A Muslim Follows the Truth Regardless of the Math-Hab He Imitates
Fatwa No: 423139


Assalamu alaykum va rohmatullohi va barakatuh! I have downloaded I I
I have downloaded from your site books for women and anothe books.. But my mazhab is hanafi. It is allowed to me to read them? Haven't they difference?


All perfect praise be to Allah, The Lord of the Worlds. I testify that there is none worthy of worship except Allah, and that Muhammad  sallallaahu  `alayhi  wa  sallam ( may  Allaah exalt his mention ) is His slave and Messenger.

There is nothing wrong with reading these books even if their authors do not follow the same Mathhab (school of Fiqh) that you do, and it is not forbidden for a lay Muslim, who follows a certain Mathhab, to read the books of other schools of Fiqh or general religious and educational books authored by scholars from different schools of Fiqh. Our website does not follow a specific Mathhab, and we issue our Fataawa according to what we believe to be correct, and we draw from all the schools of Fiqh and benefit from all of them. In fact, the scholarly difference of opinion among the four schools of Fiqh occurs mainly in subsidiary issues and does not entail divergence among Muslims to the point that it prevents them from reading each other’s books. Moreover, these four schools of Fiqh are not fragmentation of Islam into different sects, nor do they introduce new legislations to the Sharee‘ah, but they are only methodologies for understanding the Sharee‘ah, methods of interpreting its texts, and ways to deduce the religious rulings from the sources of the Sharee’ah, which are the Quran, the Sunnah, Ijmaa‘ (consensus of scholars), and Qiyaas (deductive analogy). People can be classified into three categories with regard to their approach to the various schools of Fiqh: two categories at the extreme ends and a third in the middle. At one end, the first category includes people who absolutely denounce the adherence to a specific Mathhab and Taqleed (following or imitating a certain school or Imaam without necessarily asking for evidence), even for a lay Muslim who has no adequate religious knowledge enabling him to follow the Sharee‘ah evidence on his own. They go to extremes in denouncing adherence to any Mathhab to the extent of alleging that the opinions of the Imaams and their independent reasoning and understanding of the religious texts carry no weight at all or carry the same weight as their own understanding. There is no doubt that this category is dispraised. In fact, the truth indicated by the Quran and Sunnah is recognized by none other than those Imaams. Ash-Shaatibi  may  Allaah  have  mercy  upon  him said in the conclusion of his book Al-I‘tisaam: “If it is established that the ultimate objective is to reach the truth rather than follow the opinions of scholars, it is also established that truth cannot be known without their help. Rather, it is through them that the truth can be reached, and they are the guides on the path to it.” [End of quote]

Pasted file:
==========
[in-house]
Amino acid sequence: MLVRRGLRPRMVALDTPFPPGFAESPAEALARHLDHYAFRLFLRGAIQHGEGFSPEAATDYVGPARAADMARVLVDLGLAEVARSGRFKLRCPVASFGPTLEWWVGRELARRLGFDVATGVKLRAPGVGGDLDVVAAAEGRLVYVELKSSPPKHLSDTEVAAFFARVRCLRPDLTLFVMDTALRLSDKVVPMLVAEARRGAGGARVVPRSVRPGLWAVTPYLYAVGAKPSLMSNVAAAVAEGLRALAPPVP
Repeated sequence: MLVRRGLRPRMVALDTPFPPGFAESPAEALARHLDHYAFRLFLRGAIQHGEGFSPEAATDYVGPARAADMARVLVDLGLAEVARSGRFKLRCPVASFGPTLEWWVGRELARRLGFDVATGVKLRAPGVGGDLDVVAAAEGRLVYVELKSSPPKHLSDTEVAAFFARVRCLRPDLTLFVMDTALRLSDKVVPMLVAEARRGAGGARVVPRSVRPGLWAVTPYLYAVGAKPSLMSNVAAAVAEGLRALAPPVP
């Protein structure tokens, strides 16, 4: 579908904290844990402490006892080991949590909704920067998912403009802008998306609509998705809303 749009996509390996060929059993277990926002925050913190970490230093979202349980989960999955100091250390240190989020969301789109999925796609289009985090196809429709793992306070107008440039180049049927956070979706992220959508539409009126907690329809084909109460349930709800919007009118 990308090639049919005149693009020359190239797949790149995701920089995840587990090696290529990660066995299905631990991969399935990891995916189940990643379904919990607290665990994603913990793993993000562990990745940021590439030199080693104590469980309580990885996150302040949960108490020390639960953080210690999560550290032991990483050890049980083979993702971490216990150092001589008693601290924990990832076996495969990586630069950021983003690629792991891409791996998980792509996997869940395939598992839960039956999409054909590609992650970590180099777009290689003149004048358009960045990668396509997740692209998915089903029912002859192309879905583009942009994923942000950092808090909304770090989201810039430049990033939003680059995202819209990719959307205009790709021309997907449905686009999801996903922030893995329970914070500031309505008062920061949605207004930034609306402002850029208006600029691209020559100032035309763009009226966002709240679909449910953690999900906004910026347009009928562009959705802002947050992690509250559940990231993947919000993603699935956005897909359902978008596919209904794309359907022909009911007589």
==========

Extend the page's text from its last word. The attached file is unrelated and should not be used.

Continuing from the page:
At the other end is the second category, who call for absolute Taqleed and adherence to a specific Mathhab, even with regard to what is proven to contravene the Quran or Sunnah from the opinions of the Imaam they imitate and follow his Mathhab. They also forbid following the opinions of scholars from any other Mathhab. There is no doubt that this category is dispraised as well. The middle (moderate) category is the one that calls for seeking guidance from the opinions of all the Imaams and benefiting from their understanding of the Sharee‘ah texts, studying their schools of Fiqh, adopting what they agree upon with consensus, and following the opinions of other scholars when supported by evidence – if the person can weigh the evidence on his own – while finding excuses for them (with regard to their difference of opinion). This category also does not censure a lay Muslim for choosing to follow any of the schools of fiqh as long as he is unable to acquire religious knowledge and seek the supportive evidence by himself.

Allah Knows best.

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